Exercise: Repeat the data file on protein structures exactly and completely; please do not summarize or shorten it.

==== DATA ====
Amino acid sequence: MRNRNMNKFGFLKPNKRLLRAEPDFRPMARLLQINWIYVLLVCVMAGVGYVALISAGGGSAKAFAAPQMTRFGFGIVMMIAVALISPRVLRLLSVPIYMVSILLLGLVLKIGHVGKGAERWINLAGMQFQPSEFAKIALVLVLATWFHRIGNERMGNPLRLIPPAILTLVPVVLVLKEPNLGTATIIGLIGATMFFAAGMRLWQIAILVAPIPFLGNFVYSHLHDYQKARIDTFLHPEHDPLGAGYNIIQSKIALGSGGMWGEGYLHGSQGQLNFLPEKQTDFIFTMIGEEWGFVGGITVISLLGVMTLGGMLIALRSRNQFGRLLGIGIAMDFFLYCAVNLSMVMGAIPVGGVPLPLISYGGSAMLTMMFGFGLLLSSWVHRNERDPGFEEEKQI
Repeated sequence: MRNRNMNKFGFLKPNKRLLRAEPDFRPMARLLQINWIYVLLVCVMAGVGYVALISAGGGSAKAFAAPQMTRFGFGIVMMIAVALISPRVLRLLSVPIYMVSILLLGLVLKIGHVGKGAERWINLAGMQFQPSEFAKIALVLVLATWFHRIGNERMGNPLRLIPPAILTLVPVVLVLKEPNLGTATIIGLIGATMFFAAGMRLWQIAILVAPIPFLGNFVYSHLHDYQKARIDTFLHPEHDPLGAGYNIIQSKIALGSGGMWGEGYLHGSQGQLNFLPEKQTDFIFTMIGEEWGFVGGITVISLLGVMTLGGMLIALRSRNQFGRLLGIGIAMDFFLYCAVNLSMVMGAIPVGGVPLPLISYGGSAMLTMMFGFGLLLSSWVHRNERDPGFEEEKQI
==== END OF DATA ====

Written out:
Amino acid sequence: MRNRNMNKFGFLKPNKRLLRAEPDFRPMARLLQINWIYVLLVCVMAGVGYVALISAGGGSAKAFAAPQMTRFGFGIVMMIAVALISPRVLRLLSVPIYMVSILLLGLVLKIGHVGKGAERWINLAGMQFQPSEFAKIALVLVLATWFHRIGNERMGNPLRLIPPAILTLVPVVLVLKEPNLGTATIIGLIGATMFFAAGMRLWQIAILVAPIPFLGNFVYSHLHDYQKARIDTFLHPEHDPLGAGYNIIQSKIALGSGGMWGEGYLHGSQGQLNFLPEKQTDFIFTMIGEEWGFVGGITVISLLGVMTLGGMLIALRSRNQFGRLLGIGIAMDFFLYCAVNLSMVMGAIPVGGVPLPLISYGGSAMLTMMFGFGLLLSSWVHRNERDPGFEEEKQI
Repeated sequence: MRNRNMNKFGFLKPNKRLLRAEPDFRPMARLLQINWIYVLLVCVMAGVGYVALISAGGGSAKAFAAPQMTRFGFGIVMMIAVALISPRVLRLLSVPIYMVSILLLGLVLKIGHVGKGAERWINLAGMQFQPSEFAKIALVLVLATWFHRIGNERMGNPLRLIPPAILTLVPVVLVLKEPNLGTATIIGLIGATMFFAAGMRLWQIAILVAPIPFLGNFVYSHLHDYQKARIDTFLHPEHDPLGAGYNIIQSKIALGSGGMWGEGYLHGSQGQLNFLPEKQTDFIFTMIGEEWGFVGGITVISLLGVMTLGGMLIALRSRNQFGRLLGIGIAMDFFLYCAVNLSMVMGAIPVGGVPLPLISYGGSAMLTMMFGFGLLLSSWVHRNERDPGFEEEKQI